Overdose or Ingesting a Toxic Substance
It is critical to remove the ingested substance as quickly as possible from this person’s system to lessen the chance of permanent injury. Report pertinent information to emergency service personnel. They should be told:
What was taken
How much was taken
What time was it taken
The prescribed dosage if the substance was a medication
Highly Agitated or Threatening Behavior
Steps to take:
While the person is in an agitated state, keep a safe distance. Refrain from reaching out and attempting to physically touch the person. Wait until the person is calmer to engage with him/her.
If the person remains in a highly agitated state and is a danger to yourself, himself/herself or others, call emergency services or the police.
If possible, work with the person to identify the problem. Is the person responding to hallucinations or delusions? Did someone say or do something that was threatening or was misinterpreted? Is this a reaction to a similar situation in the past that was threatening to the person?
Understand that the person can be using withdrawal as a protection.
The person should not be left alone.
Reassure the person that he/she is loved and accepted.
Sit quietly with the person in a peaceful, secluded place.
In attempting to have a conversation, use short, simple, direct phrases to which the person can give brief responses. Do not be surprised if the person is unable to respond to what is said. Do not demand a response.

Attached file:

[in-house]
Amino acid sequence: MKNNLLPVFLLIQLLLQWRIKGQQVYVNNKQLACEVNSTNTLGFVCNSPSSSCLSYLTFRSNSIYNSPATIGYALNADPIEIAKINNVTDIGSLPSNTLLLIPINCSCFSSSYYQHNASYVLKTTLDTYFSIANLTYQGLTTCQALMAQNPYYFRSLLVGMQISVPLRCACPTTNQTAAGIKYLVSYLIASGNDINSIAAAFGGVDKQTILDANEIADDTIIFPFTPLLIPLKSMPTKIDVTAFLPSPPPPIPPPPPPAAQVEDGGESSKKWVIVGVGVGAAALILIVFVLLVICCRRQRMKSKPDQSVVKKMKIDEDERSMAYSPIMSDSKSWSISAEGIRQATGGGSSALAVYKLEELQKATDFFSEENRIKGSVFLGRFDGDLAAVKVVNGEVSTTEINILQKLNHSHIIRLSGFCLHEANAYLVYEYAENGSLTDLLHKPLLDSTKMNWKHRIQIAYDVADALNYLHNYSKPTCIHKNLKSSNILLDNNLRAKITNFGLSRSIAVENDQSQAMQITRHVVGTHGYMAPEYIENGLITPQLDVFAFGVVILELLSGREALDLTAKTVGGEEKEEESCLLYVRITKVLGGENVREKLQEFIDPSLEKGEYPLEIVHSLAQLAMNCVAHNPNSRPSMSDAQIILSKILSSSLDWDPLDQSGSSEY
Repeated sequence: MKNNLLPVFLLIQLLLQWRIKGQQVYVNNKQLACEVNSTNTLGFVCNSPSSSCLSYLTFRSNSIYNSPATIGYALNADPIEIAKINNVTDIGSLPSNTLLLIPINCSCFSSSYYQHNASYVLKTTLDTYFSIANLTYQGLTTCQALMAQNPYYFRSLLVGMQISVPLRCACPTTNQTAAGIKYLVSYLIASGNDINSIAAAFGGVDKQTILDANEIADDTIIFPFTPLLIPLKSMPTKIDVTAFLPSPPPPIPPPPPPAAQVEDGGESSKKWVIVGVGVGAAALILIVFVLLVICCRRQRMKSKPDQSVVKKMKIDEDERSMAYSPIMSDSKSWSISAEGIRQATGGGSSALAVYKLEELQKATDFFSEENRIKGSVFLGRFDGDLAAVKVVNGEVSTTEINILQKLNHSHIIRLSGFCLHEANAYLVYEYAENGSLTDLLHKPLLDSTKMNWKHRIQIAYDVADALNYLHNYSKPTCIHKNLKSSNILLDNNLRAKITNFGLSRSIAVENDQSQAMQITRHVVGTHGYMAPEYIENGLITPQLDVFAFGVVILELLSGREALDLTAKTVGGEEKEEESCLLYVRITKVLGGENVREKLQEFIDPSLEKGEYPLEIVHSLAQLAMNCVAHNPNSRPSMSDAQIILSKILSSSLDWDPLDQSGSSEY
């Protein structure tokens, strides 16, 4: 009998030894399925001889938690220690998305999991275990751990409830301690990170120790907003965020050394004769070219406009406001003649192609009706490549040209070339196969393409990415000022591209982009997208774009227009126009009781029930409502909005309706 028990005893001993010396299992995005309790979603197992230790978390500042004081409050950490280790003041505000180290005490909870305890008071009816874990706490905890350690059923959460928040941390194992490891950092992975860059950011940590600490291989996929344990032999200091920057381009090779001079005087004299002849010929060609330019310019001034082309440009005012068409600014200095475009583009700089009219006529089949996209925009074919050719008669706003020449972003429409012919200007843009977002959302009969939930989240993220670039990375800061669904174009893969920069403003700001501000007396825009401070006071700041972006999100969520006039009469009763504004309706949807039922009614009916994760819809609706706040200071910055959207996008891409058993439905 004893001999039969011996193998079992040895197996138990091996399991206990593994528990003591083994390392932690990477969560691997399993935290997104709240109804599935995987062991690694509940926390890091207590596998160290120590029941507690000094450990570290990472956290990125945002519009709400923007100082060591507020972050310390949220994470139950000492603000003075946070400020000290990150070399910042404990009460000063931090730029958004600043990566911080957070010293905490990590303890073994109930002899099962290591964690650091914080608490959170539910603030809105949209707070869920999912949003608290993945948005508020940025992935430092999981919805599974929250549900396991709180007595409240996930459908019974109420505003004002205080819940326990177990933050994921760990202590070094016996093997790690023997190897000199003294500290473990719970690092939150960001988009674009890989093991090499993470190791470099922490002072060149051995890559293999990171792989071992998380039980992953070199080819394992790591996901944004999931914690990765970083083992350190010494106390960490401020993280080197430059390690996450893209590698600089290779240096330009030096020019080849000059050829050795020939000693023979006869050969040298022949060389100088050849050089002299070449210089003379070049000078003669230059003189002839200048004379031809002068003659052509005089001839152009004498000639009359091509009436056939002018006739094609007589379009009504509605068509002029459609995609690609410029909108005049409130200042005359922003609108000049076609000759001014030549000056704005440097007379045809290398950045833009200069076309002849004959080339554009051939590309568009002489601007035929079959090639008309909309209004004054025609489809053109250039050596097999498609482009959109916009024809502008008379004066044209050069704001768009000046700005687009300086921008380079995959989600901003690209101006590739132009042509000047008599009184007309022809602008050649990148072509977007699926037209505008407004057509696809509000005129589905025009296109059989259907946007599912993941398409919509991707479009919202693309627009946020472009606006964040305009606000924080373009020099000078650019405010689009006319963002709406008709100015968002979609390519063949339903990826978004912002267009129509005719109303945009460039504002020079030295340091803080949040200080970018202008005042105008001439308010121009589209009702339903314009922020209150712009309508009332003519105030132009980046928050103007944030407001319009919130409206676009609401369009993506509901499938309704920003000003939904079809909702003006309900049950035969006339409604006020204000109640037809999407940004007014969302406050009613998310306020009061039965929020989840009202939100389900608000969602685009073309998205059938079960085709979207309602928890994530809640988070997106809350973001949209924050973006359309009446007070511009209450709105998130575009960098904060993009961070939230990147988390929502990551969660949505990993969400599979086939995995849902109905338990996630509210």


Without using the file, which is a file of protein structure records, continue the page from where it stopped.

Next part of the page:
Contact the family and/or caregiver and the appropriate mental health professionals. Use short, simple sentences and a calm, soft delivery.
Calmly discuss what is happening and the consequences that can occur if the situation escalates (such as the person or others being hurt; loss of trust and respect; the possible intervention of emergency services or the police).
If the person makes a threat, find out who, when, how and why there is a problem. Attempt to soothe the anger felt toward the threatened person(s). Notify the threatened person(s), and if warranted, emergency services and/or the police.
Later, follow up on any concerns or suggestions that were made during this conversation.
If a dangerous object (knife, gun, car, toxic substance, etc.) is part of the threat, call the police. If you have the information, contact the person’s physician, family (or caretaker).